66 Osborne Street, Merchant City, Fri 11–Sun 27 April
The Polish painter, one of the most talked-about young artists in the world just now, has recently moved into 16mm film, and has created a new work specially for Gi, based around the recent phenomenon of Polish immigration to Scotland.
The piece he’s created, in memoriam of Angelika Kluk (the Polish exchange student murdered in Glasgow in 2006), is an eight-minute film built around a song Sasnal wrote with a Polish punk band. Gi is naturally protective of the project, which organisers are aware could lead to outbursts of tabloid sensationalism.
‘Obviously, we were aware that this was a particularly sensitive issue, and there was a lot of debate about the project,’ McKee says. ‘However, we’ve made every attempt to approach the matter responsibly. We’ve contacted Angelika’s family. There are different contexts that you can put something like this in – throughout the history of songwriting there’s a tradition of artists like Bob Dylan writing songs about events like this in order to help people come to terms with them. What Wilhelm has done is create a Polish response to the event – using the spoken responses of Polish immigrants living in Glasgow, and in a sense giving Angelika a voice.’
Given to the People: Simon Yuill
GalGael Shipyard, Govan, Fri 18–Sun 20 Apr
‘Simon’s original proposal was to look at the recent history of radical protest in Glasgow over the last 30-40years – examining private people engaged in public protest. Often, I think, this sort of history is swept over, or forgotten about,’ says McKee.
Yuill, working with local musicians Foxface, has created a new version of the story of the Pollok Free State, a community established in the treetops of Pollok Park in the 1990s in protest at the M77 developments. As Glasgow’s green spaces come under threat again, McKee feels that the timing is perfect. He says, ‘Everything feels in flux just now, and Simon’s exhibition is particularly pertinent given recent events – with the Save Pollock Park and Save Our Botanics campaigns, the idea of public protest is still alive in Glasgow.’
SWG3, Fri 11–Sun 27 April
The Local is the social hub of the festival – and somewhat ironically named, as it’s based in deepest darkest Finniston. A collection of artists, including big names like Jim Lambie and Timorous Beasties, alongside comparative unknowns, will transform SWG3, the gallery and former Commes des Garcons warehouse run by art facilitator Mutley, into a late-opening bar, café, club, gallery and performance space.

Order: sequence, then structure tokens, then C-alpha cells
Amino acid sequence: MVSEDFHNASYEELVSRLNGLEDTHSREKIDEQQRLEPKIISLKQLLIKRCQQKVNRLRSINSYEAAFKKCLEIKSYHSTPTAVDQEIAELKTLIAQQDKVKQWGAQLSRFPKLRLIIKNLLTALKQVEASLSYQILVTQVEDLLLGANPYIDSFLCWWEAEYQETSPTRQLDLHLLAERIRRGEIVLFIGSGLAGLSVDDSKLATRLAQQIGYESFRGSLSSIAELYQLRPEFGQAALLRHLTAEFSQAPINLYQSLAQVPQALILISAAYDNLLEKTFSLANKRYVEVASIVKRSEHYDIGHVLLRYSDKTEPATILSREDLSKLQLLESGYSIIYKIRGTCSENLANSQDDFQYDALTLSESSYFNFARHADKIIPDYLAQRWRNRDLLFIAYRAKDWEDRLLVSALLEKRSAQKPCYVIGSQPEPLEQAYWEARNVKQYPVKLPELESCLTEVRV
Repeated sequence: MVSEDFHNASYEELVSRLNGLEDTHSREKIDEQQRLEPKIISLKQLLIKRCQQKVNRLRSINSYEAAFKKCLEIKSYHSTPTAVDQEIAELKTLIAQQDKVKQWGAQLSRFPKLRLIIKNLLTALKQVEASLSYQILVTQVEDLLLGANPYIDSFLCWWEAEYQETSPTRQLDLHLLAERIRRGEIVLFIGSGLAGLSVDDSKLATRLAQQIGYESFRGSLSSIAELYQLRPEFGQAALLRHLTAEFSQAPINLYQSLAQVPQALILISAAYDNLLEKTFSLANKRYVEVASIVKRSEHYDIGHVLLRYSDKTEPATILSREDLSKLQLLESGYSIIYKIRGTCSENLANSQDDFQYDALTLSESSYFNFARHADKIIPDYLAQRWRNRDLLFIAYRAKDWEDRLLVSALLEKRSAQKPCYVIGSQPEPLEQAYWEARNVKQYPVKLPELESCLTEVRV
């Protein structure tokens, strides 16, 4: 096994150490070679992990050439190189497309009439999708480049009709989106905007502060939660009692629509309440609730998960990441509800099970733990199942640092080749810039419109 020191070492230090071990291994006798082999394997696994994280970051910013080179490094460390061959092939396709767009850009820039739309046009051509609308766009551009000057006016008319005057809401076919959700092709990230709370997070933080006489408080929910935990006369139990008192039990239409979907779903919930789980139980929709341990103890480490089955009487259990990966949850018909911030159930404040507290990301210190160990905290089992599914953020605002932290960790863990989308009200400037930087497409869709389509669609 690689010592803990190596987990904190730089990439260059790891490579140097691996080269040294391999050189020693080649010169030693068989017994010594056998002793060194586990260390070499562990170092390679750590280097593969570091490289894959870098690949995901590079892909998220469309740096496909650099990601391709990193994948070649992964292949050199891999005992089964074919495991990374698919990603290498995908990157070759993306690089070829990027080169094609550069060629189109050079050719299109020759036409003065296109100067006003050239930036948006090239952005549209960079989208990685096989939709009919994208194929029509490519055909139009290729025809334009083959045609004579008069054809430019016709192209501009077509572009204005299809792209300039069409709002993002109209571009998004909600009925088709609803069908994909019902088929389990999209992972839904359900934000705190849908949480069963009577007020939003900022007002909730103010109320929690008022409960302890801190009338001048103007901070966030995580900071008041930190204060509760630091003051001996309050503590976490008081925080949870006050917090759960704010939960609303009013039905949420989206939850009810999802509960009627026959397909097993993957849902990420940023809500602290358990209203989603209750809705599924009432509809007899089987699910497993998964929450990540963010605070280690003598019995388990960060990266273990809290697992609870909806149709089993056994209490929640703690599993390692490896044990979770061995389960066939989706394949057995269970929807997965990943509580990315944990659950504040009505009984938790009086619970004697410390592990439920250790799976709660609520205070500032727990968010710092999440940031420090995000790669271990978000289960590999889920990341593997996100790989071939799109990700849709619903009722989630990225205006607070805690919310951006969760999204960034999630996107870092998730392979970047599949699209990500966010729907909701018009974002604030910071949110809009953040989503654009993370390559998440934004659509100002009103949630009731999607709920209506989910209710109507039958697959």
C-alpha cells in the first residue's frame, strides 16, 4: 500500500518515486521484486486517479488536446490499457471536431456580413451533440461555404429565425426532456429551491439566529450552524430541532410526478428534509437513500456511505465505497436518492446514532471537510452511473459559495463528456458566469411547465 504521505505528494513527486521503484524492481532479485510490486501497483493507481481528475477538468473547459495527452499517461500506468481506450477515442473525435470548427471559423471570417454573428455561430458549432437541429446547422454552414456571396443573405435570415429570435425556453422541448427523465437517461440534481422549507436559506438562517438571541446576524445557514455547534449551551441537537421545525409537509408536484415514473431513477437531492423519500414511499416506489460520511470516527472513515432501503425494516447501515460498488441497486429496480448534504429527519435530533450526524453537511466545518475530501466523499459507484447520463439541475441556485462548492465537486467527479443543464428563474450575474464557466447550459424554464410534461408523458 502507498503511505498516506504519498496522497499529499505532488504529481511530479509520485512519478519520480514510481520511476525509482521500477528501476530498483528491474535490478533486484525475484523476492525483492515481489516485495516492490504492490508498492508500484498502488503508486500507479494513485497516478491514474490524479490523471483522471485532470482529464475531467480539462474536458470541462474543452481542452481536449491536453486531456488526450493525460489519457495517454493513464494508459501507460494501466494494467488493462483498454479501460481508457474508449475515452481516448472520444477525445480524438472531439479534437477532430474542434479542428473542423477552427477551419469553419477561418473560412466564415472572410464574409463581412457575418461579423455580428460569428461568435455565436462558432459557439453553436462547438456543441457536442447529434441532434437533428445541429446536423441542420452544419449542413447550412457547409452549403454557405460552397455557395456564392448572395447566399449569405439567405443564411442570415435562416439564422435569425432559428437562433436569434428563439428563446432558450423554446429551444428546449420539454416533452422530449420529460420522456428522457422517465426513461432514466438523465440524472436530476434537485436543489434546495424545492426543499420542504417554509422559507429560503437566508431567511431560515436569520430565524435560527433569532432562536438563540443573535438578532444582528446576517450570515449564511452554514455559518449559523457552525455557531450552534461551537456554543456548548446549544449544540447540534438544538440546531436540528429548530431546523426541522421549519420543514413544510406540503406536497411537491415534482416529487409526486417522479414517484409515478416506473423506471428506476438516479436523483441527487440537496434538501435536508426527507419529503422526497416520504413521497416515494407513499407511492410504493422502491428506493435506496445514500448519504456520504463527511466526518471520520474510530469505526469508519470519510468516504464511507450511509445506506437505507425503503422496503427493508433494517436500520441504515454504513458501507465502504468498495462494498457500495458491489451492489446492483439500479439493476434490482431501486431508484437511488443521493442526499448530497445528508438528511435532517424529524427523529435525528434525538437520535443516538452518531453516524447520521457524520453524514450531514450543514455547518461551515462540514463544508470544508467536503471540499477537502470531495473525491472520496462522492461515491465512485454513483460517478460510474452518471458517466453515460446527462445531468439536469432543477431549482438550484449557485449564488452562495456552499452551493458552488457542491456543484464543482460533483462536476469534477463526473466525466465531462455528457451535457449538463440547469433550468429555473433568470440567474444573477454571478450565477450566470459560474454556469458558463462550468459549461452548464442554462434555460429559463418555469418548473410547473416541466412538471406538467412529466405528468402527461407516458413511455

‘This is a big, sprawling event – it’s as much about the space itself as what’s in it,’ says McKee. ‘It’s public and private – yes, we want to have a good party, but we also want to give the artists involved a chance to recreate the space for themselves. What I think they want to do with this is resist that glossy, Lottery-funded idea of Glasgow, and of art. They want to do something much rougher, much more local. That this sort of thing keeps happening is vital for the city, so I’m delighted that it’s a part of Gi. It’s an anarchist space.’
Washington Garcia presents Kalup Linzy
Off-site venue at 16 Trongate, Fri 11–Sun 27 Apr
The ex-retail site 16 Trongate is a new venue for the Washington Garcia floating gallery, which has previously dug in at a tenement flat and a disused stable in Pollok Park.
McKee says, ‘Washington Garcia are three very interesting Glasgow-based artists, who in very typical Glasgow fashion have bonded together to form an artist-run collaboration. Basically what we’ve got is three locally-based emergent artists, curating an emergent artist from elsewhere. This sort of event is very important to Gi: creating international links not just between art dealers and gallery owners, but between the artists themselves.’
The international artist in question is Kalup Linzy, a young New York video artist who creates pop culture-saturated pastiches, using the schlocky melodrama of MTV and American soap operas to take the media to task on the stereotyping of black culture. He has a phenomenal collection of wigs, a long-running one man soap opera called All My Chillun streaming off his website, and will be performing himself as well as creating a new performance piece for the gallery.
For full listings, see www.glasgowinternational.org